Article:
Friday, October 29, 2010


From October 26 to 30 the Doha Tribeca Film Festival lights up the city. I've been to a number of films so far but last night was my favorite. Not only because the film was compelling and well made: "The Two Escobars" but because the venue was spectacular. The festival erected a gigantic screen on the beach of the Four Seasons Hotel. We kicked our shoes off, sunk our toes in the sand and our butts in canvas sling chairs. The stars and the moon above were like twinkly lights and there was a gentle breeze coming in from off the water.

The opening gala took place on the main stage, Katara, which is a 2000-seat open air auditorium overlooking the water. The Festival opened with a film about the Algerian fight for Independence, "Hors du loi". We took a DTFF shuttle from the Grand Hyatt hotel (and ended up walking home afterwards...) Traffic was murder. Well, for Doha anyway. Once we arrived, getting in was a bit of a circus. "The perfomance is free but you need a ticket. And there are no more tickets." So much for an open-community-event. We eventually scammed our way in (and there were plenty of empty seats) but it was a hassle. As a result, I've resisted the main stage -- despite the fact that is is a beautiful setting -- and opted for movies in more accessible venues.

In one of the main city cinemas I saw "Bhutto" which was more a tribute film produced by one of Benazir Bhutto's best friends in the world than an objective documentary. Their access, research and archival footage was extensive, I'll give them that. And while it was a fairly comprehensive (if at points clearly re-written) precis of Pakistani history, the film makers had no business saying it was a balanced film. And they were quite miffed during the Q&A following the film when several people in the audience called them on it. Um, hello, when the Producer of the film is one of the main narrators and is crying in the movie, your credibility as an objective documentarian diminishes.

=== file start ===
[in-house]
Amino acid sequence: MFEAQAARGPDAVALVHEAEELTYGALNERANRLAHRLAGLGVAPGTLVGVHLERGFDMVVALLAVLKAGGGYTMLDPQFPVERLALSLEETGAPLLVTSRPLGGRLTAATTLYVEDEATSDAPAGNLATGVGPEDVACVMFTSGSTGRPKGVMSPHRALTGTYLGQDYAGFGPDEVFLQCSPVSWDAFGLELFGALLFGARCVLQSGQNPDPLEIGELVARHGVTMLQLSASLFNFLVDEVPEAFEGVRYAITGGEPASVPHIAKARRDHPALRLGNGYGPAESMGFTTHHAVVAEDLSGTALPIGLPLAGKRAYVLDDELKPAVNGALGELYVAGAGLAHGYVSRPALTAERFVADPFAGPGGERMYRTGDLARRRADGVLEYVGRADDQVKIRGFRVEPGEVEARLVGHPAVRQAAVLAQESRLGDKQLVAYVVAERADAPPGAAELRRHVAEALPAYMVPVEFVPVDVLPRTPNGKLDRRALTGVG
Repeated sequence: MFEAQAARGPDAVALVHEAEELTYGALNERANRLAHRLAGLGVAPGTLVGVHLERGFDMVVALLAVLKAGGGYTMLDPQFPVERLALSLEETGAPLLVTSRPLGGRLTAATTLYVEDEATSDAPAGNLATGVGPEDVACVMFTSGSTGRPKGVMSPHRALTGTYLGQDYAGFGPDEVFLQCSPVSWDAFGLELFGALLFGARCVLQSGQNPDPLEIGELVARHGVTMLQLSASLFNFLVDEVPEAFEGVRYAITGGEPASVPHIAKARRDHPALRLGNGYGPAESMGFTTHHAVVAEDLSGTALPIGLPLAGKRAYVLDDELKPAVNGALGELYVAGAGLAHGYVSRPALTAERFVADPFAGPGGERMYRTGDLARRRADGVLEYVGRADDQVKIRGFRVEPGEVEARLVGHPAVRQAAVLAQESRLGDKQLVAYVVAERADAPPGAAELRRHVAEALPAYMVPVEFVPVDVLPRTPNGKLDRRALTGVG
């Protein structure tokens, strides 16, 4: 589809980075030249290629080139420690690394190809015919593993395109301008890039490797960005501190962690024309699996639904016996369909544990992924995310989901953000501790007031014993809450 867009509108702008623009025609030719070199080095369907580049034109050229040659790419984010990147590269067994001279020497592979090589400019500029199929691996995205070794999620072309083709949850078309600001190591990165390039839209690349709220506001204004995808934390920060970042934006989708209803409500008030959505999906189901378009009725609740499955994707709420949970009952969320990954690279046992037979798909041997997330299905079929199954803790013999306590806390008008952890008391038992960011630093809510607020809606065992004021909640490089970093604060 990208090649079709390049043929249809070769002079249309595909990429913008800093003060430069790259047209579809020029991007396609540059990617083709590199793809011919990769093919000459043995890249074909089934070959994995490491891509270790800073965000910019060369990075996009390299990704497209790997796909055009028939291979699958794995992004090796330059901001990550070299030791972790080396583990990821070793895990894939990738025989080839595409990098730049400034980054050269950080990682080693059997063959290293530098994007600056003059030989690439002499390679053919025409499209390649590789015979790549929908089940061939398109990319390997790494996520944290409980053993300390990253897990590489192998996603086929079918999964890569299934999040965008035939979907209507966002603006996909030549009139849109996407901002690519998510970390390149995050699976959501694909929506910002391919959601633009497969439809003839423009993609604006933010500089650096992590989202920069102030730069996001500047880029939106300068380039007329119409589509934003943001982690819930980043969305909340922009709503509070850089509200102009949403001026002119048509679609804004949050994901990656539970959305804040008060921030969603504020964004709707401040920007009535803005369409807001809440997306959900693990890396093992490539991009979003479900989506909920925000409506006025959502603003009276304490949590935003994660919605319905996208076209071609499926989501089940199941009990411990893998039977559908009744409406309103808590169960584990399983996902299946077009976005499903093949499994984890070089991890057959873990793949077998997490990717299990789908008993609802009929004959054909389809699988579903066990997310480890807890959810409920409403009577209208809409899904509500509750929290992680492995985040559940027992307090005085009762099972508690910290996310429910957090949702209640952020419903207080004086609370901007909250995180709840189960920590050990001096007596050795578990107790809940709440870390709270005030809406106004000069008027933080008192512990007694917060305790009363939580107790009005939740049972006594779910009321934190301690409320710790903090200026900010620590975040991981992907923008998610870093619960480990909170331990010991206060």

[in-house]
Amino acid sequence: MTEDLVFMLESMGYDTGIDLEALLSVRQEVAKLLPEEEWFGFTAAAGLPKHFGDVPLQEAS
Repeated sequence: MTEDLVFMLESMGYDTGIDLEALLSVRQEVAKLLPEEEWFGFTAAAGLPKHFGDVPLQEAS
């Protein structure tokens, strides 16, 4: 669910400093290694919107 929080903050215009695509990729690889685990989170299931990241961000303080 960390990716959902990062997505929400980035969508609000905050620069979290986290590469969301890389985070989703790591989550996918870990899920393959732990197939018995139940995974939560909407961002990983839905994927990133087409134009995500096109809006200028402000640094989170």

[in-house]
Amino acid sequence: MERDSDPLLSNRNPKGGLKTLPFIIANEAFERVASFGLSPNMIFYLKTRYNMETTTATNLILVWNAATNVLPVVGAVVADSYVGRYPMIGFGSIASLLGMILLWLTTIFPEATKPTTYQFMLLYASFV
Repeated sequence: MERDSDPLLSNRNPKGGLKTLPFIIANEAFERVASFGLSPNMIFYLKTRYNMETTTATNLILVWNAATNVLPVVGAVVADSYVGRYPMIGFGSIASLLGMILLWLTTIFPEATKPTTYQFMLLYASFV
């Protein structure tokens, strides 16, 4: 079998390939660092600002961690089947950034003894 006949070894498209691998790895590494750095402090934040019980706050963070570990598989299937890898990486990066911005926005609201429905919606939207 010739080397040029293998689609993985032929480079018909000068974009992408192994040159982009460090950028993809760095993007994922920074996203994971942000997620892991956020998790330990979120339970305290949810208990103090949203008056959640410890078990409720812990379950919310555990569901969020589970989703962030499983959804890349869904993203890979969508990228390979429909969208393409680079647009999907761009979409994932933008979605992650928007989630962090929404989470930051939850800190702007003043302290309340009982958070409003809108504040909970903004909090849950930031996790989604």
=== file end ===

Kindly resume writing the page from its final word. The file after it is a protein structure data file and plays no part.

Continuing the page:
I've lived in other cities with film festivals but not since my university days have I been able to see so much so easily. Someone left an anonymous comment (anonymous? how lame are you. If you have a comment, state who you are and own it)on my last post suggesting that I don't write more because I live in Doha. I disagree. Doha gives me a quality of life I could never dream of in the crazy, fast paced, rat race cities of my past. I have space, I have time. I have access to so many international events. Small is beautiful, baby. Now lets see if I write.


Noura said...

Wow, I didn't mean to offend you by posting the comment and posting it anonymously. My name is irrelevant - I could call myself Noura and you would be none the wiser. For your sake, I'll call myself Noura.

My post was not to be taken provocatively - just simply throwing it out there. I've also lived in Doha for a few years, also wrote a blog for awhile, and also found that I started to lack motivation to write in it. Friends, family and I conclude that life there was pretty uneventful (for me)and that was the end of that. I also got to see the DTFF last year and it was one of the few highlights of the entire year.

Enjoy your time there.


Cairomaniac said...

Hey Noura

Sorry for jumping the gun! Frankly, if I was a psychologist... I'd say my being so defensive is telling :-)

Thanks for reading my blog, I hope my cranky response doesn't dampen your interest in hearing what's happening in Doha these days.

All the best to you where ever you are.

Voracious, T said...

Write, girl! Do it!